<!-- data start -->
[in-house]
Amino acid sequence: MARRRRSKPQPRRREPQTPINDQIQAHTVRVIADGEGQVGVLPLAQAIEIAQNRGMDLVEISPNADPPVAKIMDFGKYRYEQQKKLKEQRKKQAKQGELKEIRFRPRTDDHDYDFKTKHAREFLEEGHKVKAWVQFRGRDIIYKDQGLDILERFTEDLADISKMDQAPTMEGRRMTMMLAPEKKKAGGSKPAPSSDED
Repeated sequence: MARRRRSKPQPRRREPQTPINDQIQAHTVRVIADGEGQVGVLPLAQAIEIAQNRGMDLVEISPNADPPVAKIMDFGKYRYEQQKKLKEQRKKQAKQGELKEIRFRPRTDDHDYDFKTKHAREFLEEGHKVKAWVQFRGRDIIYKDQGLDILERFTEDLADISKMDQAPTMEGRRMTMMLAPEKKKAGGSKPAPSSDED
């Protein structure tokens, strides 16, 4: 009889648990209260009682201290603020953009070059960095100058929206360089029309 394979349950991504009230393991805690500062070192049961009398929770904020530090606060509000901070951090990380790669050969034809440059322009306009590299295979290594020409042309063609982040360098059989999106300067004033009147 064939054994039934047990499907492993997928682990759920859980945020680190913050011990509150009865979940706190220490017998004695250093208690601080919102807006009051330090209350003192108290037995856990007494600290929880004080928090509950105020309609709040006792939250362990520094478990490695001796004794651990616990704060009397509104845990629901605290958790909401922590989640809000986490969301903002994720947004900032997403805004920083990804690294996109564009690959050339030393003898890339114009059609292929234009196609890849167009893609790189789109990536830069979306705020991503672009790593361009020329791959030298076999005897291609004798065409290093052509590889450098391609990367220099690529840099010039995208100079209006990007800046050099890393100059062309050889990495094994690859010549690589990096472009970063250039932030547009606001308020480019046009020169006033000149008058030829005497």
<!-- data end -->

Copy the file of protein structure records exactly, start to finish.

[in-house]
Amino acid sequence: MARRRRSKPQPRRREPQTPINDQIQAHTVRVIADGEGQVGVLPLAQAIEIAQNRGMDLVEISPNADPPVAKIMDFGKYRYEQQKKLKEQRKKQAKQGELKEIRFRPRTDDHDYDFKTKHAREFLEEGHKVKAWVQFRGRDIIYKDQGLDILERFTEDLADISKMDQAPTMEGRRMTMMLAPEKKKAGGSKPAPSSDED
Repeated sequence: MARRRRSKPQPRRREPQTPINDQIQAHTVRVIADGEGQVGVLPLAQAIEIAQNRGMDLVEISPNADPPVAKIMDFGKYRYEQQKKLKEQRKKQAKQGELKEIRFRPRTDDHDYDFKTKHAREFLEEGHKVKAWVQFRGRDIIYKDQGLDILERFTEDLADISKMDQAPTMEGRRMTMMLAPEKKKAGGSKPAPSSDED
């Protein structure tokens, strides 16, 4: 009889648990209260009682201290603020953009070059960095100058929206360089029309 394979349950991504009230393991805690500062070192049961009398929770904020530090606060509000901070951090990380790669050969034809440059322009306009590299295979290594020409042309063609982040360098059989999106300067004033009147 064939054994039934047990499907492993997928682990759920859980945020680190913050011990509150009865979940706190220490017998004695250093208690601080919102807006009051330090209350003192108290037995856990007494600290929880004080928090509950105020309609709040006792939250362990520094478990490695001796004794651990616990704060009397509104845990629901605290958790909401922590989640809000986490969301903002994720947004900032997403805004920083990804690294996109564009690959050339030393003898890339114009059609292929234009196609890849167009893609790189789109990536830069979306705020991503672009790593361009020329791959030298076999005897291609004798065409290093052509590889450098391609990367220099690529840099010039995208100079209006990007800046050099890393100059062309050889990495094994690859010549690589990096472009970063250039932030547009606001308020480019046009020169006033000149008058030829005497």